By Rajat Bhargava Posted August 11, 2016
The IT landscape has adopted a fancy new phrase: federated identity management.
It essentially means an identity that can be used by multiple organizations. However, in many cases, the use of the phrase refers more to taking an identity and exporting it to many different types of third party, external solutions.
While the first use case made a great deal of sense in an earlier time when each organization’s infrastructure was a silo, now, with modern cloud infrastructure and web applications becoming the norm, it is easier than ever to provide access to individuals from various different firms. Even more importantly, many organizations, for obvious security reasons, are seeking to limit access by third parties into their network.
The other use case of federating identities to third party solutions is much more common and is happening every day. For both of these federated identity management definitions, a cloud-based directory platform can serve as the best solution.
Making Sense of Federated Identity Management
Federated identities are, basically, those that are portable and exported to a variety of different systems and applications. This can include IT resources within your organization and those external to it. Additionally, they may be at a third party IT provider.
In any of these scenarios, the process starts with a user’s identity stored within a directory service. That directory service will then export, authenticate, or assert that the user’s identity is valid when requested by a third party.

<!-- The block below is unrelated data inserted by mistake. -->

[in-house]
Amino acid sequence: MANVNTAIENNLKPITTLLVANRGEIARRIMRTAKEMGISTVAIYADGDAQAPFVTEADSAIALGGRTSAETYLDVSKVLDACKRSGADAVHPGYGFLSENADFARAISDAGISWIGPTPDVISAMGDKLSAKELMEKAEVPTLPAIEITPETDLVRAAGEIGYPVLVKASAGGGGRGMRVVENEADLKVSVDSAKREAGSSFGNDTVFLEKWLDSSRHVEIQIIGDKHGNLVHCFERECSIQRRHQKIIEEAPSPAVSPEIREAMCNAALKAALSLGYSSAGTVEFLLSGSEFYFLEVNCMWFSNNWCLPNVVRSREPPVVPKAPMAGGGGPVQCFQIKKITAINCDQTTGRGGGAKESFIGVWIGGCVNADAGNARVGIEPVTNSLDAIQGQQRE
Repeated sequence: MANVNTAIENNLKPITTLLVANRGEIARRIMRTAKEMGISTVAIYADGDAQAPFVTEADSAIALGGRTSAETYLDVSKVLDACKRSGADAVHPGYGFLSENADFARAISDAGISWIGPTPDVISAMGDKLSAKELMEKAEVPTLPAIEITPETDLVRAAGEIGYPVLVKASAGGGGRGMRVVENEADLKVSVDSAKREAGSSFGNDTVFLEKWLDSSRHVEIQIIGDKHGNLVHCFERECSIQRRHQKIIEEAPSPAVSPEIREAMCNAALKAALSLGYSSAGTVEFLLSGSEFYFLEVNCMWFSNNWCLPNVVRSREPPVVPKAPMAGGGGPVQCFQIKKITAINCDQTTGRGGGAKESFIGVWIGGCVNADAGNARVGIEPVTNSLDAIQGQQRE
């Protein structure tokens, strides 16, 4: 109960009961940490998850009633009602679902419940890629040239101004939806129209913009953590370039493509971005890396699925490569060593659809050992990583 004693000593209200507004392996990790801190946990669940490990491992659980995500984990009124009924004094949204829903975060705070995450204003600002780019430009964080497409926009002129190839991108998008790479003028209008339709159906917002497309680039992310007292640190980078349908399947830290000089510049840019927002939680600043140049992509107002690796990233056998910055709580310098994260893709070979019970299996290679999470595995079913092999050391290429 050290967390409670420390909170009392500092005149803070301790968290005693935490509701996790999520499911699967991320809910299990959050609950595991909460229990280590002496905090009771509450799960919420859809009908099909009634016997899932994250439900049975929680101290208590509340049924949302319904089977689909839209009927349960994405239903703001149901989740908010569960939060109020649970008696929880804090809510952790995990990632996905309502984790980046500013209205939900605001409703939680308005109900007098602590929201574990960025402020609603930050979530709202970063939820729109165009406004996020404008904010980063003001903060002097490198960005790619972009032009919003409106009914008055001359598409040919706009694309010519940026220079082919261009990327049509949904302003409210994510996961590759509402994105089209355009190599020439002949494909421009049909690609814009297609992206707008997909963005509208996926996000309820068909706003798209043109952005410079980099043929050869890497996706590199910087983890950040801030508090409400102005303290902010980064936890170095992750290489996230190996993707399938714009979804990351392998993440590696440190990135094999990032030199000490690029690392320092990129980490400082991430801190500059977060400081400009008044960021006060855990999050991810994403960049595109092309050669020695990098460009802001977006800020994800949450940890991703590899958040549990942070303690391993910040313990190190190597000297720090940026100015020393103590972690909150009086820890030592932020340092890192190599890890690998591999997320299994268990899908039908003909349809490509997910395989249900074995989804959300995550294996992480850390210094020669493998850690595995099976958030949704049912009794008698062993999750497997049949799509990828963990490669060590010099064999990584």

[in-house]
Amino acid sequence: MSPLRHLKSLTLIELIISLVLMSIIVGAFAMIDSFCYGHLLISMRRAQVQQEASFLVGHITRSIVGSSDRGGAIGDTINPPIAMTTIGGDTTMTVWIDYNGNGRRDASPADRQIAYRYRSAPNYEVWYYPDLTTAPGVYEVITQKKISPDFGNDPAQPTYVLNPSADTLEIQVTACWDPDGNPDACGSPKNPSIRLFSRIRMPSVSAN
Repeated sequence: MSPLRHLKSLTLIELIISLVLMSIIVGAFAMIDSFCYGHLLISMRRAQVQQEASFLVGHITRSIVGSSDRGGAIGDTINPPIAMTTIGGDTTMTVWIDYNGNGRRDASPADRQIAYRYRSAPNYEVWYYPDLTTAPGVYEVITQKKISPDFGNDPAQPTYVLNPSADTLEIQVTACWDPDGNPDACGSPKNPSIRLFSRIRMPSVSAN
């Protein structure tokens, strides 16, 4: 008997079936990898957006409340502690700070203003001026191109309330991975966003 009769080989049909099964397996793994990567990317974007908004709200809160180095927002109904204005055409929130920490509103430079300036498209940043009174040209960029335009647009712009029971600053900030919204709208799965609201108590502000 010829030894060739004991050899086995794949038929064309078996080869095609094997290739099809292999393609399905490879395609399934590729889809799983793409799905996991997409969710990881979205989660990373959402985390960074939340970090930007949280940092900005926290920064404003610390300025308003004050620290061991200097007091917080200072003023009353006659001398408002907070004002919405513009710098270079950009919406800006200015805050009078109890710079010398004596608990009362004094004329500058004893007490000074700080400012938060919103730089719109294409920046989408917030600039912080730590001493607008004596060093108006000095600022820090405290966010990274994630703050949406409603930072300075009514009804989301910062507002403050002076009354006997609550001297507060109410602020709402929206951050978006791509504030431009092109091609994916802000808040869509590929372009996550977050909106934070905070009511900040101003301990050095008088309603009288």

The key problem this scenario creates is that IT resources leverage different protocols and approaches to federated identities. Some leverage the LDAP protocol, others SAML, and still others security tokens. The challenge for IT organizations is how to manage a person’s identity for all of the IT resources they require on a day to day basis.
How it Used to Work
Legacy identity management solutions solved this problem in the past using a collection of solutions and translation services. The core on-premises user directory – often the commercial Microsoft Active Directory or the open source OpenLDAP – would house the authoritative user credentials. Multiple solutions would interface with the legacy identity provider including web applications single sign-on solutions, directory extensions (in order to manage Macs and Linux machines), LDAP integrations, and more. All of these solutions would work together, albeit not without difficulty, to federate an identity. This in turn allowed access to all of the applications and/or resources users needed to access. This approach was cumbersome and expensive, not to mention fraught with many security risks.
The Future of Federated Identity Management
An identity can be federated to a wide variety of IT services including systems, applications, and networks. Third party users can be easily granted permanent or temporary access to any of the resources through a central management console. IT resources can operate using platforms including any Windows, Mac, and Linux device, hosted on-premises applications, or any in the cloud applications as well. The core cloud-based directory service can also act as a virtual RADIUS or LDAP server for authentication into the WiFi network.
The Directory-as-a-Service platform serves as a central user data store, but also provides the right amount of integration and portability for a wide variety of IT resources. If you would like to learn more about how Directory-as-a-Service can be your federated identity management platform, drop us a note. We’d be happy to help you understand the solution’s capabilities.